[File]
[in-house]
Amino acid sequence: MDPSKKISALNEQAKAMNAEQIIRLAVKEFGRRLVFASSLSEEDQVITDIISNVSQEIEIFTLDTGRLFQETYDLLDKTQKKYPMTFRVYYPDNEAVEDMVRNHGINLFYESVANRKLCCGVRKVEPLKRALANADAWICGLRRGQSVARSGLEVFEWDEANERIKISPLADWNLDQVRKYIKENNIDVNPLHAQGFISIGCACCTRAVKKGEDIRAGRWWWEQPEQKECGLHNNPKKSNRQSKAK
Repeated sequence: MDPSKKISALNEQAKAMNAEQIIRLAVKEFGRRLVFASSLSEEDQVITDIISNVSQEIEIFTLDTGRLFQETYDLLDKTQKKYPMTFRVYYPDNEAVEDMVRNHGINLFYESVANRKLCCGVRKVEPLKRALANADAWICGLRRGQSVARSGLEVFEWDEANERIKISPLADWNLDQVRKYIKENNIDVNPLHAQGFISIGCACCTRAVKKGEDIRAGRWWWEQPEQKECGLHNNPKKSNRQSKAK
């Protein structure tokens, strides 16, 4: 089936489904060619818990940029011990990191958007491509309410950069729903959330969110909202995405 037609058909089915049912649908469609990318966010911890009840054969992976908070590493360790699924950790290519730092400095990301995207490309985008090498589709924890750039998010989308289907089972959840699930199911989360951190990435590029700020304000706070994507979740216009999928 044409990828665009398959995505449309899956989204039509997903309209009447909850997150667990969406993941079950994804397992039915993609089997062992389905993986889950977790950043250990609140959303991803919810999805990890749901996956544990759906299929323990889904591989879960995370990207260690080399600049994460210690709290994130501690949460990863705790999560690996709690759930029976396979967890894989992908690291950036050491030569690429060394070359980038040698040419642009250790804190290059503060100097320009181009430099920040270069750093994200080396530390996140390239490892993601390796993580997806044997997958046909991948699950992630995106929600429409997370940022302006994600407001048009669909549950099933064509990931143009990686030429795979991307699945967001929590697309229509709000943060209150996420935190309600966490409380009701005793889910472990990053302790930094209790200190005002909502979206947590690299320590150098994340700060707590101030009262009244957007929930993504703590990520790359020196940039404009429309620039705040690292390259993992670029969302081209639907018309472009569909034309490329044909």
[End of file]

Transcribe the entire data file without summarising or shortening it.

[in-house]
Amino acid sequence: MDPSKKISALNEQAKAMNAEQIIRLAVKEFGRRLVFASSLSEEDQVITDIISNVSQEIEIFTLDTGRLFQETYDLLDKTQKKYPMTFRVYYPDNEAVEDMVRNHGINLFYESVANRKLCCGVRKVEPLKRALANADAWICGLRRGQSVARSGLEVFEWDEANERIKISPLADWNLDQVRKYIKENNIDVNPLHAQGFISIGCACCTRAVKKGEDIRAGRWWWEQPEQKECGLHNNPKKSNRQSKAK
Repeated sequence: MDPSKKISALNEQAKAMNAEQIIRLAVKEFGRRLVFASSLSEEDQVITDIISNVSQEIEIFTLDTGRLFQETYDLLDKTQKKYPMTFRVYYPDNEAVEDMVRNHGINLFYESVANRKLCCGVRKVEPLKRALANADAWICGLRRGQSVARSGLEVFEWDEANERIKISPLADWNLDQVRKYIKENNIDVNPLHAQGFISIGCACCTRAVKKGEDIRAGRWWWEQPEQKECGLHNNPKKSNRQSKAK
């Protein structure tokens, strides 16, 4: 089936489904060619818990940029011990990191958007491509309410950069729903959330969110909202995405 037609058909089915049912649908469609990318966010911890009840054969992976908070590493360790699924950790290519730092400095990301995207490309985008090498589709924890750039998010989308289907089972959840699930199911989360951190990435590029700020304000706070994507979740216009999928 044409990828665009398959995505449309899956989204039509997903309209009447909850997150667990969406993941079950994804397992039915993609089997062992389905993986889950977790950043250990609140959303991803919810999805990890749901996956544990759906299929323990889904591989879960995370990207260690080399600049994460210690709290994130501690949460990863705790999560690996709690759930029976396979967890894989992908690291950036050491030569690429060394070359980038040698040419642009250790804190290059503060100097320009181009430099920040270069750093994200080396530390996140390239490892993601390796993580997806044997997958046909991948699950992630995106929600429409997370940022302006994600407001048009669909549950099933064509990931143009990686030429795979991307699945967001929590697309229509709000943060209150996420935190309600966490409380009701005793889910472990990053302790930094209790200190005002909502979206947590690299320590150098994340700060707590101030009262009244957007929930993504703590990520790359020196940039404009429309620039705040690292390259993992670029969302081209639907018309472009569909034309490329044909």